An Interview with Carlos Castanheira about the Challenges of the Projects in China
Recognized and awarded several prizes for the use of wood as the main material in numerous innovative projects, Carlos Castanheira is one of the close friends and collaborators of Álvaro Siza, as well as the curator of many exhibitions dedicated to the renowned Portuguese architect. Their professional relationship became more intense when Siza began to design buildings in Asia, with Carlos Castanheira being in charge of the coordination and supervision of the construction works (the latest completed project – the China Design Museum of Bauhaus Collection – can be seen here).
The Building on the Water, the first project that you completed in China, together with Álvaro Siza, is a very poetic space designed for an industrial context. How did this challenge unfold?
This project was conceived for a client in Taiwan and represents the administrative headquarters of a new and very large chemical plant. A local institute designed the masterplan for the whole complex and included an expansive lake that functions, in fact, as an emergency reservoir. Then, over the water surface, they placed a square that would host the central offices of the plant. This is where we intervened: keeping the masterplan in mind and following several work sessions with the client, we reached the conclusion that a curved building would be the best option. We prepared all the necessary plans, as well as a detailed model, the client approved the project soon enough, and there followed a lot of work in order to coordinate all of the distinct requirements of the place. To us, it was in many ways a special project and the first time when the building did not have ground underneath it, which made the construction process a lot more complicated. There were many technical challenges and, at one point, we had to appeal to the teams of engineers with whom we usually work in Europe. It was a special experience and there were a lot of fun moments, as well as many headaches.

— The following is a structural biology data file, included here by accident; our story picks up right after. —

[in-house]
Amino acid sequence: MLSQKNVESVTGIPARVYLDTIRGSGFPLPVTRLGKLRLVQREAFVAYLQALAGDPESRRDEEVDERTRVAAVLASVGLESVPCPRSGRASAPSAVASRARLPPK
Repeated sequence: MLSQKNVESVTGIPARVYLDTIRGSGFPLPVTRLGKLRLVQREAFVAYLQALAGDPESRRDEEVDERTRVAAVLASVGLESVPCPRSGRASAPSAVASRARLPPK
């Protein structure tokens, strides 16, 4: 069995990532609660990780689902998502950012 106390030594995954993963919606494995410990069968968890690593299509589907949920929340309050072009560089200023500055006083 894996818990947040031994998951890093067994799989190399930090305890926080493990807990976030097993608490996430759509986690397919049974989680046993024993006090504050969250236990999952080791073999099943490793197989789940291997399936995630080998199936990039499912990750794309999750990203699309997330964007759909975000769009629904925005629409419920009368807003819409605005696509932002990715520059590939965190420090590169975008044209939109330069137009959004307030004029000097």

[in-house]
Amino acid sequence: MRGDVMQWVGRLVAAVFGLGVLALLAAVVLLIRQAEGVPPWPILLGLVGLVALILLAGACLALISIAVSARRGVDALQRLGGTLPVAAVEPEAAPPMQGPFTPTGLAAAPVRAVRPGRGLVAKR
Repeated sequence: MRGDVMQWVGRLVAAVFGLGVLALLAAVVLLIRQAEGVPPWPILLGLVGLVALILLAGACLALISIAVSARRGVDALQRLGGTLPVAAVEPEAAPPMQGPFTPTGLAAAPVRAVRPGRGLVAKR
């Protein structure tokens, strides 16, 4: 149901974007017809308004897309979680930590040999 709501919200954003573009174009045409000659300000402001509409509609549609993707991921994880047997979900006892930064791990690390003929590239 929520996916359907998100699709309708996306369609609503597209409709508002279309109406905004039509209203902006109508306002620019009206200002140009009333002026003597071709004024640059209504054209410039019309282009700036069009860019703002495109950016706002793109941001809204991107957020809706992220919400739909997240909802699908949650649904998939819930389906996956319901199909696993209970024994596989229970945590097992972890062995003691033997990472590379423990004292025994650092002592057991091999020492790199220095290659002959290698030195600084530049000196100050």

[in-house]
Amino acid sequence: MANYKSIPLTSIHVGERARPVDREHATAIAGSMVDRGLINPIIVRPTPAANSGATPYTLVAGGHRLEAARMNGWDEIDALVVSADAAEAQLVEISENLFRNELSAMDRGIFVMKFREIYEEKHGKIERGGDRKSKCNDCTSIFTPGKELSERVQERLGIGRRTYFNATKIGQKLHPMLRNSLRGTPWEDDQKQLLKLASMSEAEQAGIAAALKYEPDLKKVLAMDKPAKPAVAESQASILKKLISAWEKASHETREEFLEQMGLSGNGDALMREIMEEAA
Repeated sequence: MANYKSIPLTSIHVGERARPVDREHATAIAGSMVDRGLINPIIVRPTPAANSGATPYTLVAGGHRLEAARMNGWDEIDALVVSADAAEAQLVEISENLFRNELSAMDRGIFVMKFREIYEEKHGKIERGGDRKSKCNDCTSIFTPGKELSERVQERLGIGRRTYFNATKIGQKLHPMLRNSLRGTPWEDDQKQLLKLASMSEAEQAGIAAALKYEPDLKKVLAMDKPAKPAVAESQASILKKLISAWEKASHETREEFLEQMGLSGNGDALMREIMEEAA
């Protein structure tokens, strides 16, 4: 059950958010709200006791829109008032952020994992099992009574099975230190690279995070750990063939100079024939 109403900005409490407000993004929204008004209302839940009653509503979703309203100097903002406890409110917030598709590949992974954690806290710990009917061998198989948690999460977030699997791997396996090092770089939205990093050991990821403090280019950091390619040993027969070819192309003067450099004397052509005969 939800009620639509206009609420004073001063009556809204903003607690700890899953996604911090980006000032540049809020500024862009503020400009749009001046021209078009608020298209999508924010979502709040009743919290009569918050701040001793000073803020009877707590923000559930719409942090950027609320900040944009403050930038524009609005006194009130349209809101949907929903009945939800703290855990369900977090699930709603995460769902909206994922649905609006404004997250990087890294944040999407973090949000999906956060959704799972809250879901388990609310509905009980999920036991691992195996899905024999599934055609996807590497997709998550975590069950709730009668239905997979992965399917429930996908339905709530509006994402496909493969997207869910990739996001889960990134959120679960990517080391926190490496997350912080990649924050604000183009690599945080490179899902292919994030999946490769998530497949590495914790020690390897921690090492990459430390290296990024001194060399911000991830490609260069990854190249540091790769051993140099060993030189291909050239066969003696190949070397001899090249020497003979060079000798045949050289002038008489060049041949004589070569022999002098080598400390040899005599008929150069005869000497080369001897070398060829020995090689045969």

Besides China, you also have the experience of having worked as an architect in Taiwan and South Korea. What do you think are the main differences between building in this part of Asia and building in Europe?
The differences are as big as the distance between the two. But making architecture is a universal act that has to be adapted to every context. Consider vacations or trips – if you leave your country expecting to find the same things from home, it would be best not to go in the first place and stay in your comfort area. However, this is not very interesting.
How did you manage to administer the distance, the sites, the works from such a distance?
The distances are very large indeed, as are the time differences. We saw the projects as challenges, new experiences, with a scale and complexity hard to find in Europe in this day and age. As for all other projects outside the country, we worked with a local team of Chinese architects and engineers called LDI (Local Design Institut) that completed all the activity from our office in Porto. At first, Álvaro Siza traveled with me twice a year in order to meet the client and oversee the construction site, but now he is trying to avoid intercontinental flights.
There are many photographs where you discuss and debate with Álvaro Siza with the models and plans by your sides. Can you tell us more about how this process unfolds?
We always begin the design process with a model of the site. Then, we add plans of the site, detailed photographs of the area, direct impressions from my travels and all the requirements of the program, and, based on all these, we draw up a first proposal. Next, we work in small steps, sometimes returning to the proposals, reanalyzing and making changes if we see that it’s not working very well. It’s a dynamic, continuous process, and we like this openness of being able to make changes up until the end. Models are the best way of discussing the project both as a whole and in detail, especially when working as a team. This is how we work every time, whether it’s a small project or a large scale one.